Question: You could have made it a very simplistic – I mean, anybody else could have turned this into a very simplistic tale for American audiences. You avoided doing that, combining the depth of the politics with the sporting metaphor, which I guess is really what this is. Was that always both yours and Morgan's intention, to begin with?
Neufeld: Absolutely. I mean, what happened was that Tony Peckham said he thought he could really knock this one out of the park — and I thought, "Well, there's only one person who can play Mandela, and that's Morgan." I knew that Morgan had been trying to do The Long Walk to Freedom, Mandela's autobiography, but I didn't know where he was on that. So I called Lori McCreary, who's his producing partner, and it turned out that she had seen the same book proposal, and they were discussing. I said, "Well, why don't we just get together, and you can meet Tony, and see what he's got to say?"
So we had a meeting and after the meeting, we decided we'd partner up. Then he wrote the script. So we had Morgan, for Mandela, and we had a great script. Morgan said, "You know, the director I trust most in the world is Clint Eastwood." I said, "Well I've been trying to get him to read a script of mine for 15 years," which I really had, sending it through his agent or his manager. So, Morgan said, "I'll send him a script. He'll read it for me." Then I thought, "Well, that's a real long shot, but okay.”
Then about six weeks later, Clint called Morgan and apologized for having taken so long, because he had gone on vacation after doing the two Iwo Jima films. He said, "You know, I really like this. Do you mind if I read it again?”, so of course Morgan said to him, "Well, sure, Clint. Read it, take your time." Then the next thing was a call to have dinner with Morgan, Clint, and Lori. When I arrived at dinner – I thought this was gonna be a discussion about it. Clint started right off to talk about how he was gonna shoot this film, and when we were gonna shoot it, and where we were gonna shoot it.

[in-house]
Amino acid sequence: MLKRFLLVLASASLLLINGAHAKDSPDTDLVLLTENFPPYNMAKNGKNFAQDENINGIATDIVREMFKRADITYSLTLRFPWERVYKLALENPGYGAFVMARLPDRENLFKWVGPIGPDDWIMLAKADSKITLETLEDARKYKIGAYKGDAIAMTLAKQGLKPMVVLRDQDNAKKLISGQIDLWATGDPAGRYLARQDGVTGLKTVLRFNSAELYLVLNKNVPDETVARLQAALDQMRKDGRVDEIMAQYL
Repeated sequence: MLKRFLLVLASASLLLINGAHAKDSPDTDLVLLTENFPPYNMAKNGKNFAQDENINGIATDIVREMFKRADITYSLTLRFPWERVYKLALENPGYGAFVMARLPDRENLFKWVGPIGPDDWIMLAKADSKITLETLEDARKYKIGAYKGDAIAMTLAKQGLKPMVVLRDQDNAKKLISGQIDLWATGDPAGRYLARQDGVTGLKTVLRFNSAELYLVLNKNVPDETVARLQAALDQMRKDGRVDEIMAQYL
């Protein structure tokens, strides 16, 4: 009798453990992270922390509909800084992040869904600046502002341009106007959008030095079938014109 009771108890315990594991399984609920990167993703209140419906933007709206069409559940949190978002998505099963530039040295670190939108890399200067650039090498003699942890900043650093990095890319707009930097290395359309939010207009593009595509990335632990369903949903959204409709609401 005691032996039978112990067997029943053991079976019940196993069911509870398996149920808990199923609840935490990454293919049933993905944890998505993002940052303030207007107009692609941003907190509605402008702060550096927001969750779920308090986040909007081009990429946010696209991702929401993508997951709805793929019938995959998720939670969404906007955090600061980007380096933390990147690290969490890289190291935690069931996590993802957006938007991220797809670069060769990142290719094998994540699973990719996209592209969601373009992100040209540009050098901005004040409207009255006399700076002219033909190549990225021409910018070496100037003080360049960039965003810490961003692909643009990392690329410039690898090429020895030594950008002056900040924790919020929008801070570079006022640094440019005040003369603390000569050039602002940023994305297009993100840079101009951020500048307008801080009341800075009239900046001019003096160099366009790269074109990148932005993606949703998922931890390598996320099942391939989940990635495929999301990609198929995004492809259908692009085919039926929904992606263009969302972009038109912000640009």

Question: Was it difficult to find the right locations to film it?
Neufeld: Well, no. Actually, Morgan and Lori had shot a film in Africa years before. Morgan had a relationship with Nelson Mandela, and Lori had relationships with the people around him. So, it wasn't difficult. I mean, Robben Island was a difficult one to get. It was – they agreed to let us have it, then they pulled it back three or four times. Eventually they closed it up for two days and we went out there. Then of course, Clint, who's the most judicious filmmaker in the world, finished all our work in one day.
Question: Yes. He is the most economical filmmaker, probably, that exists.
Neufeld: No question.
Question: What surprised you about working with Clint?